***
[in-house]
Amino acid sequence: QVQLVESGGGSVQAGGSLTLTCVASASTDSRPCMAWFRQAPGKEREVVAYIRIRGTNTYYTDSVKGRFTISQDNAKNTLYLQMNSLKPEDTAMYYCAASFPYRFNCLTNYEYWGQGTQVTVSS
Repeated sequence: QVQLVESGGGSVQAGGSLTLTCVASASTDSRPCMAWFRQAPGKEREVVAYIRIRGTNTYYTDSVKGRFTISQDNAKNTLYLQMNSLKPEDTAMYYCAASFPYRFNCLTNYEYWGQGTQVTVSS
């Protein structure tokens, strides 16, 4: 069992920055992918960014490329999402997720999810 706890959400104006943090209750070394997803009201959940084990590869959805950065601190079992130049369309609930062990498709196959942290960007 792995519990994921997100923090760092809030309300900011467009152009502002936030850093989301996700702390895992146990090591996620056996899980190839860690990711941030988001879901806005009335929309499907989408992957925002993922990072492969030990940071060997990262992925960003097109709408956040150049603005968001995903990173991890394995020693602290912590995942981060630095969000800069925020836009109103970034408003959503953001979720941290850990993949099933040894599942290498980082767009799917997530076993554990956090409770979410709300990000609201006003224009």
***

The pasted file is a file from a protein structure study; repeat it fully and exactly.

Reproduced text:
[in-house]
Amino acid sequence: QVQLVESGGGSVQAGGSLTLTCVASASTDSRPCMAWFRQAPGKEREVVAYIRIRGTNTYYTDSVKGRFTISQDNAKNTLYLQMNSLKPEDTAMYYCAASFPYRFNCLTNYEYWGQGTQVTVSS
Repeated sequence: QVQLVESGGGSVQAGGSLTLTCVASASTDSRPCMAWFRQAPGKEREVVAYIRIRGTNTYYTDSVKGRFTISQDNAKNTLYLQMNSLKPEDTAMYYCAASFPYRFNCLTNYEYWGQGTQVTVSS
């Protein structure tokens, strides 16, 4: 069992920055992918960014490329999402997720999810 706890959400104006943090209750070394997803009201959940084990590869959805950065601190079992130049369309609930062990498709196959942290960007 792995519990994921997100923090760092809030309300900011467009152009502002936030850093989301996700702390895992146990090591996620056996899980190839860690990711941030988001879901806005009335929309499907989408992957925002993922990072492969030990940071060997990262992925960003097109709408956040150049603005968001995903990173991890394995020693602290912590995942981060630095969000800069925020836009109103970034408003959503953001979720941290850990993949099933040894599942290498980082767009799917997530076993554990956090409770979410709300990000609201006003224009």